These numbers do not represent commercial real estate, but I think it's safe to assume CRE will at least keep pace with residential, if not better.  Commercial real estate also isn't hurt as much in market downturns.
  • Rental rates
If you plan on leasing the property after purchase, the best places to find comparable rates are Craigslist,, or just ask a real estate agent or previous owner.
  • Insurance
Factor in a 1/2 % of property's market value.
  • Repair Costs / Rehab Costs
What repairs will have to be made once you own the property?  Factor these repairs in before submitting your offer price.
  • Utilities
If you plan on building, having the city install electricity and city water, or you need a new well, these can be huge expenses.  
If you're buying multifamily or an office building, does each unit have their own utility box?  If not, this can be a somewhat costly expense to add if you want the tenants to pay their own electric and/or water.
  • Vacancy Rate 

    A vacancy rate is hard to figure, and quotes should be taken with a grain of salt.  It depends on many different factors, such as cost of rent, time of year, competition, etc. has the fourth quarter of 2015's vacancy rates:
    Office space 13.2%
    Industrial 9.4%
    Retail 11.2%
    Apartments 4.6%

    2016 was a good year for real estate, so I'd like to think those rates have lowered even more.  Again, something to think about, but I don't have a concrete number.                                           
  • Property Manager
Do you need this added expense or not?  If you're in the big-time with a large portfolio, you already have a property management system in place.  If you're a first time buyer or an investor on a smaller scale, you have to decide if you need someone to manage your property.  The questions I would ask you are: can you ask your tenants for money?  Are you willing to take an emergency call at 1 AM about a toilet overflowing?  Are you somewhat of a handyman?  If you answered no to all those questions, then consider hiring a property manager.   Some companies will charge a flat fee, some will charge between 8-12% of the monthly rent revenue.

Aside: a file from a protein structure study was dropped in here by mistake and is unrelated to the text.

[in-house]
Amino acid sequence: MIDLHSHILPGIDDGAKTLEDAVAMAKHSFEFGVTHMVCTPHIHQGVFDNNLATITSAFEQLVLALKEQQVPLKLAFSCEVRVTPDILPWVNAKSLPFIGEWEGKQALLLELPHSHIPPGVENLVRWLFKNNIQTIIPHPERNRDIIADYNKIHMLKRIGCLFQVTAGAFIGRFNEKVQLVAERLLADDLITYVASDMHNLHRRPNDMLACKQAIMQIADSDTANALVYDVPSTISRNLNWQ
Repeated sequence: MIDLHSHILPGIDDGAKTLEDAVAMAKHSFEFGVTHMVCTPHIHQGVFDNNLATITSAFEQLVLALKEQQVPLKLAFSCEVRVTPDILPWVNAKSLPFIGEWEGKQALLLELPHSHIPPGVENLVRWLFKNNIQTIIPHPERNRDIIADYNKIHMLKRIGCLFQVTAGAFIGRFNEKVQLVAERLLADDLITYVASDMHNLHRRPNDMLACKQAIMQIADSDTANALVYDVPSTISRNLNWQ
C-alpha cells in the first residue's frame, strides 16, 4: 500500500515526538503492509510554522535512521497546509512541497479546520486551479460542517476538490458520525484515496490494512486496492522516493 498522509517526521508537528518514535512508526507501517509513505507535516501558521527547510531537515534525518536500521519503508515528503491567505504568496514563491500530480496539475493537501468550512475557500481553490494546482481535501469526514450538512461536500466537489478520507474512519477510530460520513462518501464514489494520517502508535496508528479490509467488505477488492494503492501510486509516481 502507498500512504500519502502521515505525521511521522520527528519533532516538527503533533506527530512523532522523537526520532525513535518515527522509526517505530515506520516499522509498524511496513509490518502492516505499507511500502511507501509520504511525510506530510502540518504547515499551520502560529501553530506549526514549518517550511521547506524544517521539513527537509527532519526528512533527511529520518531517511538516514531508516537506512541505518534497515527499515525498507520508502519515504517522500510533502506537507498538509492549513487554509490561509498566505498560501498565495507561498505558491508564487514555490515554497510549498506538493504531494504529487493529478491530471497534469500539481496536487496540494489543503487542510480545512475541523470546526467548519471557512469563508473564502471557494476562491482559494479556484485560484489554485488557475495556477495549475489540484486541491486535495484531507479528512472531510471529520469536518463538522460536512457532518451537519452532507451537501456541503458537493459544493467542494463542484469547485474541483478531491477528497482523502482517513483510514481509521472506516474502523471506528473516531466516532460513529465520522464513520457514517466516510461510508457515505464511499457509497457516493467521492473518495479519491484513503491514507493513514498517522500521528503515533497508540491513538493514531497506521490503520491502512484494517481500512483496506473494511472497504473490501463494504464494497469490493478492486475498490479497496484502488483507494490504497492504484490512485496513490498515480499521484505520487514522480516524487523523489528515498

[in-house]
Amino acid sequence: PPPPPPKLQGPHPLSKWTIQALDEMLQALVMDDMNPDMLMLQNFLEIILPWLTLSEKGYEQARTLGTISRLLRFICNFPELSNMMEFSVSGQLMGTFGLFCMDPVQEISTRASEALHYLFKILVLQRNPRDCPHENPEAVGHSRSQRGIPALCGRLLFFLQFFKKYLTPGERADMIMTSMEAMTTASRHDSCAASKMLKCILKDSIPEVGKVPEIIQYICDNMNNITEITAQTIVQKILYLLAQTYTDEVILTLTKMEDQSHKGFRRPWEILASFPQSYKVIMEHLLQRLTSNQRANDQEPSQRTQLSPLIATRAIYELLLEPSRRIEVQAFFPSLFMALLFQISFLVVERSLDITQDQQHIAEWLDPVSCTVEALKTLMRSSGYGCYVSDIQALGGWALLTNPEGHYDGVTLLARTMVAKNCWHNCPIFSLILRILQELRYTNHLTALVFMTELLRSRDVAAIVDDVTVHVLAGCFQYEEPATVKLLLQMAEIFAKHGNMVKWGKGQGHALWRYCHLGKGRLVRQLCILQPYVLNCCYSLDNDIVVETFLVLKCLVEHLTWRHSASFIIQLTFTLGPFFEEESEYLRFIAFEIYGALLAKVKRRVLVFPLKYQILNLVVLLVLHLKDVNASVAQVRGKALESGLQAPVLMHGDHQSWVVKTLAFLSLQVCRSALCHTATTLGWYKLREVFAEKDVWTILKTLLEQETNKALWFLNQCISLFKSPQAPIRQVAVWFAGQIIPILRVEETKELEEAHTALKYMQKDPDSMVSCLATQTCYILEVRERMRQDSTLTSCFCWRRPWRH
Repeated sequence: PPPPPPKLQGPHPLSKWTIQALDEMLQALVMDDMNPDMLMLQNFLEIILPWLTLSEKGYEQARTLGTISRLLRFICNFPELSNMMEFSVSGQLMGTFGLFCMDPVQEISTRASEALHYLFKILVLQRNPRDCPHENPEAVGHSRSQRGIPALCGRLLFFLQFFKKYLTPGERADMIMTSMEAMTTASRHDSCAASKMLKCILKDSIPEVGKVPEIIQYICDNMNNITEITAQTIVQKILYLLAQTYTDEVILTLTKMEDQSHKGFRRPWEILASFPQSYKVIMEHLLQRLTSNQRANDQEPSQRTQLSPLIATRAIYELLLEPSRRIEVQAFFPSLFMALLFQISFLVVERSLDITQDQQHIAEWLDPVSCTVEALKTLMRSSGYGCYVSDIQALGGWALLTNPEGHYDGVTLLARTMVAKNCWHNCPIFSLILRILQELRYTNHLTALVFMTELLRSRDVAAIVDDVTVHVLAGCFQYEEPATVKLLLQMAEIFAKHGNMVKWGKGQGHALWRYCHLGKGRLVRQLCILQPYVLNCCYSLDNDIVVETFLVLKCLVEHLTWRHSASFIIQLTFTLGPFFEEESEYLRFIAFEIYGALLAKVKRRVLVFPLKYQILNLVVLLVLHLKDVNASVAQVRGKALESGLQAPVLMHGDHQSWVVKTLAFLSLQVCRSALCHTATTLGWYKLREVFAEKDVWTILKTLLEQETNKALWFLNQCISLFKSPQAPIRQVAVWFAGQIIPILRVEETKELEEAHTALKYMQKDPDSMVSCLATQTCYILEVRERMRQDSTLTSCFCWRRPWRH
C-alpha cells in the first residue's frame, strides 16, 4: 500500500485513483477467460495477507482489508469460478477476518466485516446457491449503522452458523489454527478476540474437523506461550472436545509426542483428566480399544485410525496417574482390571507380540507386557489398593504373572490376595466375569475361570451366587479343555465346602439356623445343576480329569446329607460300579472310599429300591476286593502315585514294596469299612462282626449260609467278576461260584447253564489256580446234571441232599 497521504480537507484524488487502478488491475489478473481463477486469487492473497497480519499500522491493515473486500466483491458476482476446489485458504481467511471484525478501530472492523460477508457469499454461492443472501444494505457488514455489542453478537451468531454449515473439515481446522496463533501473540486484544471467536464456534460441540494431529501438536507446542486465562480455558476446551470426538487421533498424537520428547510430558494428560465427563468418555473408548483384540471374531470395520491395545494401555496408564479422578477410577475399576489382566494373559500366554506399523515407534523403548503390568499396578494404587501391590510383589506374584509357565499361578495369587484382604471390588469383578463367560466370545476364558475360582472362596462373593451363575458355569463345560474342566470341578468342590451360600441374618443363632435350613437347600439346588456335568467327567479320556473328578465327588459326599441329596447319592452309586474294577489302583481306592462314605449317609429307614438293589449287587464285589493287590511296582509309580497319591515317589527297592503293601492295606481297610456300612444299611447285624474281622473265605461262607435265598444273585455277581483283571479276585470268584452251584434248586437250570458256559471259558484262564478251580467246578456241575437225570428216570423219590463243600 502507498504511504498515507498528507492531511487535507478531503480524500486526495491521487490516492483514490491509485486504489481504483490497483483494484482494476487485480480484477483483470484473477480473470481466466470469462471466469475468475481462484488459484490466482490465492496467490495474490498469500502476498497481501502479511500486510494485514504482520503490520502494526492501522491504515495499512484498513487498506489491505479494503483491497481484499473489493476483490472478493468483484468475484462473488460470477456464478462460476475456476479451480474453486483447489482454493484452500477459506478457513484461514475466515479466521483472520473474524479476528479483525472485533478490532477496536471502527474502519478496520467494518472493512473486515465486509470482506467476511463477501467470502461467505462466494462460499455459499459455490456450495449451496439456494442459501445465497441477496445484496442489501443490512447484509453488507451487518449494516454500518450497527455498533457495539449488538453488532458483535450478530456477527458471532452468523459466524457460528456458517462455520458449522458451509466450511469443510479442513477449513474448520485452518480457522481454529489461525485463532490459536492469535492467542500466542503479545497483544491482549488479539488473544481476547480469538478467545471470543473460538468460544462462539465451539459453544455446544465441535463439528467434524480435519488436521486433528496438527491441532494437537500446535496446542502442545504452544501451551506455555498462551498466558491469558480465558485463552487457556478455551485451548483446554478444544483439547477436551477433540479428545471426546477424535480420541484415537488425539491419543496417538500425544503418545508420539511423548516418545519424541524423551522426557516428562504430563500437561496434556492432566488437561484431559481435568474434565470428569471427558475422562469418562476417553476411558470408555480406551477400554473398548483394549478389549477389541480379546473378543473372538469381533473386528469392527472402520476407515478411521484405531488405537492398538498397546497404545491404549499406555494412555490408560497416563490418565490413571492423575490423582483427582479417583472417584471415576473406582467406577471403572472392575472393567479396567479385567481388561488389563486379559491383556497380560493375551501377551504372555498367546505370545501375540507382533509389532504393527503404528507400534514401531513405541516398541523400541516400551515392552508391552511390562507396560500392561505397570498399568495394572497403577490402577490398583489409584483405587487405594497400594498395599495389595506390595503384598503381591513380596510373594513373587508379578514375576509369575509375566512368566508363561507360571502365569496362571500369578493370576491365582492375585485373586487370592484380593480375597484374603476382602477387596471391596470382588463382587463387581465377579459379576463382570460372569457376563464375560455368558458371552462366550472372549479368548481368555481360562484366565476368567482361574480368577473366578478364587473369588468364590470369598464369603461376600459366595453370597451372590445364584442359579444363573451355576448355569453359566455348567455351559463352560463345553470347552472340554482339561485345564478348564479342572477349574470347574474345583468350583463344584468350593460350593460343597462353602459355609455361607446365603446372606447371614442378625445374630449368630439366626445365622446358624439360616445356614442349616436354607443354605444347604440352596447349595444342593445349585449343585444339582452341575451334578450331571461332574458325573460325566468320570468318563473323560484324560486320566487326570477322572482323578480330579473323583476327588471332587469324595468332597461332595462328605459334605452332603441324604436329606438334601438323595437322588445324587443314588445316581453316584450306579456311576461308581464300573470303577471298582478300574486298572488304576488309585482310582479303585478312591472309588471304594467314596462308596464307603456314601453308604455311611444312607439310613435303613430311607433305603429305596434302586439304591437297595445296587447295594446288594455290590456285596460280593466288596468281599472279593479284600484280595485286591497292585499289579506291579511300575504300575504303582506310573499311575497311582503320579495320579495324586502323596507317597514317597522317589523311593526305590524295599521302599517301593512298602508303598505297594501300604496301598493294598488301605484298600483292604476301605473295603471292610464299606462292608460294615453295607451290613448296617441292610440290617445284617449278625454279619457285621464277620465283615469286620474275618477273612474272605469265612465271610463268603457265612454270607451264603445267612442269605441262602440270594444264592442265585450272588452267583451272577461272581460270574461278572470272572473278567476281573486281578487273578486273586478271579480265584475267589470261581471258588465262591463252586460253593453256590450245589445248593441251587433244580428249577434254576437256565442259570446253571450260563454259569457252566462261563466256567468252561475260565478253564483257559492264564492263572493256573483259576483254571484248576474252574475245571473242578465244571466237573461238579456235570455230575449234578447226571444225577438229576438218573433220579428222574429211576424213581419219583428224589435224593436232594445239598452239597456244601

3.  What's Your Overall Goal?

Are you going to rehab and flip this property?  Perhaps you plan on developing the land, or maybe you are the end user.  If you're like me, you just want to create cash-flow.  Simply asking yourself this question can solidify your motive and make sense of an offer price.  
 It's also a VERY good idea to bounce creative ideas off someone you trust.  What are all the uses for the property?  Maybe a vacant school could be developed into offices, a warehouse, loft condominiums, a play house or art studios.  

4.  Due Diligence

I hope, for God's sake, you'll give yourself a healthy due diligence period with your offer!  This grace period could be 10 days, 30 days, or more.  This is the time to:
  • further research the market 
  • visit the local courthouse and ask questions about zoning, regulations, history of property, etc.
  • call local plumbers and electricians that might know the history of repairs made on the property
  • Get any estimates that you might need
  • etc.
Due diligence is my least favorite part of the buying process.  It often will reveal obstacles, and you might end up walking out on the deal because of what you find.  However, it's better to be heart broken for a couple of weeks than be screwed for years.  

5.  What's Your Gut Telling You?

If for some reason the numbers seem great, but your intuition tells you that something isn't quite right, here's my advice.  I have learned that intuition is God speaking to you.  We are all scared to buy real estate, even the most experienced investors.  DON'T RUSH, sit down, get quiet and listen to what your intuition is telling you.  AND don't feel like if you walk away from this deal that there won't be another...there always is!  Be patient; the right property for you is coming your way.

If your gut says "YES!" then by all means, go full force ahead and never look back or doubt your decision.  You are doing what all successful people have're taking a risk, going head first and giving it your all.  You are now my hero.

Intuition and Buying Real Estate

1 comment:

  1. Good general advice for anyone getting into CRE. I like to ask myself on each acquisition, what is the worst possible thing that could happen with this property - and - what is the best possible thing that could happen with this property? I prefer the worst thing to be possibly breaking even and getting my money back. The best is "skies the limit" I prefer the the latter.